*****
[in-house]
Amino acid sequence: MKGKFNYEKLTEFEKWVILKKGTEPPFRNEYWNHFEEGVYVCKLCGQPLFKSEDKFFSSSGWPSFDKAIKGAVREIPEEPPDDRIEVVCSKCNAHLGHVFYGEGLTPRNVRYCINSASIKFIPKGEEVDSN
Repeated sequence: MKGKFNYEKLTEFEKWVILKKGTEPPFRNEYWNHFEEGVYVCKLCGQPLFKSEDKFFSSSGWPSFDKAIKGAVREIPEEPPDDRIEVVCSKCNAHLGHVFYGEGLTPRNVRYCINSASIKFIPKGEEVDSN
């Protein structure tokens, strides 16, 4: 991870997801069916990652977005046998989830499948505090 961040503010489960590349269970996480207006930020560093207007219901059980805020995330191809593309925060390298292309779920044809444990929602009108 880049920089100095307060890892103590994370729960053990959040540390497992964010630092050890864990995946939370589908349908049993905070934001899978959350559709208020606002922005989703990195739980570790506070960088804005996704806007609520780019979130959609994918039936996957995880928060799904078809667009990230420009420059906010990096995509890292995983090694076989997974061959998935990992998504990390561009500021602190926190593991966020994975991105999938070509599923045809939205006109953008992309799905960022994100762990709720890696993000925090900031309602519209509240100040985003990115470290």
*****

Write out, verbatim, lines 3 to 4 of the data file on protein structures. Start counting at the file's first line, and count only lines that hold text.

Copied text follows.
Repeated sequence: MKGKFNYEKLTEFEKWVILKKGTEPPFRNEYWNHFEEGVYVCKLCGQPLFKSEDKFFSSSGWPSFDKAIKGAVREIPEEPPDDRIEVVCSKCNAHLGHVFYGEGLTPRNVRYCINSASIKFIPKGEEVDSN
């Protein structure tokens, strides 16, 4: 991870997801069916990652977005046998989830499948505090 961040503010489960590349269970996480207006930020560093207007219901059980805020995330191809593309925060390298292309779920044809444990929602009108 880049920089100095307060890892103590994370729960053990959040540390497992964010630092050890864990995946939370589908349908049993905070934001899978959350559709208020606002922005989703990195739980570790506070960088804005996704806007609520780019979130959609994918039936996957995880928060799904078809667009990230420009420059906010990096995509890292995983090694076989997974061959998935990992998504990390561009500021602190926190593991966020994975991105999938070509599923045809939205006109953008992309799905960022994100762990709720890696993000925090900031309602519209509240100040985003990115470290």